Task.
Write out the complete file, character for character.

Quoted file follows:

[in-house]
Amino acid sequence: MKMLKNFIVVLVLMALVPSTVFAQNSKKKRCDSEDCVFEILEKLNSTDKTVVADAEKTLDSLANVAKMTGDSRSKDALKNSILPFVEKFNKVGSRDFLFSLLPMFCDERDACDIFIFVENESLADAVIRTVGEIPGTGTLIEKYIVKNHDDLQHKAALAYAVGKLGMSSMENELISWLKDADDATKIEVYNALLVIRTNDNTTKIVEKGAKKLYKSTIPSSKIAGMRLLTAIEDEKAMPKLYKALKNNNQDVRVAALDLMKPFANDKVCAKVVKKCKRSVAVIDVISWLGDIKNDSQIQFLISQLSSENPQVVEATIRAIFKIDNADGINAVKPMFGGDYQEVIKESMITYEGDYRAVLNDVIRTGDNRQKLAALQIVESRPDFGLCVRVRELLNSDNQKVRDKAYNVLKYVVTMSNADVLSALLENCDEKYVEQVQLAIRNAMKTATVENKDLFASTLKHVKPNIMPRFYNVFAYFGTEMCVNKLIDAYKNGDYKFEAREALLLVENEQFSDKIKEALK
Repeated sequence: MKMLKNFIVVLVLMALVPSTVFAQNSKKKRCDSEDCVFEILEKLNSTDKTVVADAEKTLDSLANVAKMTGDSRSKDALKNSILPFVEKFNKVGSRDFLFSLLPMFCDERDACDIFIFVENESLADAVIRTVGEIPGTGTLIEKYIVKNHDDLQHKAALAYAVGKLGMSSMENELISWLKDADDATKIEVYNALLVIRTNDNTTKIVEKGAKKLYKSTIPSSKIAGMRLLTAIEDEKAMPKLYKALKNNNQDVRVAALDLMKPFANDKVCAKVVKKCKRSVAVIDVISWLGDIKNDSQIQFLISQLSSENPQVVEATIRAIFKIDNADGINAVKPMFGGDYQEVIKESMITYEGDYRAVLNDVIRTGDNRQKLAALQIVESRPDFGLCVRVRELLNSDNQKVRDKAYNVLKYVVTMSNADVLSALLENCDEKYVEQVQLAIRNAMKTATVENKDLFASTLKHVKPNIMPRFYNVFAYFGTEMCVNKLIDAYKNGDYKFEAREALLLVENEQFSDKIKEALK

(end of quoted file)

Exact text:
[in-house]
Amino acid sequence: MKMLKNFIVVLVLMALVPSTVFAQNSKKKRCDSEDCVFEILEKLNSTDKTVVADAEKTLDSLANVAKMTGDSRSKDALKNSILPFVEKFNKVGSRDFLFSLLPMFCDERDACDIFIFVENESLADAVIRTVGEIPGTGTLIEKYIVKNHDDLQHKAALAYAVGKLGMSSMENELISWLKDADDATKIEVYNALLVIRTNDNTTKIVEKGAKKLYKSTIPSSKIAGMRLLTAIEDEKAMPKLYKALKNNNQDVRVAALDLMKPFANDKVCAKVVKKCKRSVAVIDVISWLGDIKNDSQIQFLISQLSSENPQVVEATIRAIFKIDNADGINAVKPMFGGDYQEVIKESMITYEGDYRAVLNDVIRTGDNRQKLAALQIVESRPDFGLCVRVRELLNSDNQKVRDKAYNVLKYVVTMSNADVLSALLENCDEKYVEQVQLAIRNAMKTATVENKDLFASTLKHVKPNIMPRFYNVFAYFGTEMCVNKLIDAYKNGDYKFEAREALLLVENEQFSDKIKEALK
Repeated sequence: MKMLKNFIVVLVLMALVPSTVFAQNSKKKRCDSEDCVFEILEKLNSTDKTVVADAEKTLDSLANVAKMTGDSRSKDALKNSILPFVEKFNKVGSRDFLFSLLPMFCDERDACDIFIFVENESLADAVIRTVGEIPGTGTLIEKYIVKNHDDLQHKAALAYAVGKLGMSSMENELISWLKDADDATKIEVYNALLVIRTNDNTTKIVEKGAKKLYKSTIPSSKIAGMRLLTAIEDEKAMPKLYKALKNNNQDVRVAALDLMKPFANDKVCAKVVKKCKRSVAVIDVISWLGDIKNDSQIQFLISQLSSENPQVVEATIRAIFKIDNADGINAVKPMFGGDYQEVIKESMITYEGDYRAVLNDVIRTGDNRQKLAALQIVESRPDFGLCVRVRELLNSDNQKVRDKAYNVLKYVVTMSNADVLSALLENCDEKYVEQVQLAIRNAMKTATVENKDLFASTLKHVKPNIMPRFYNVFAYFGTEMCVNKLIDAYKNGDYKFEAREALLLVENEQFSDKIKEALK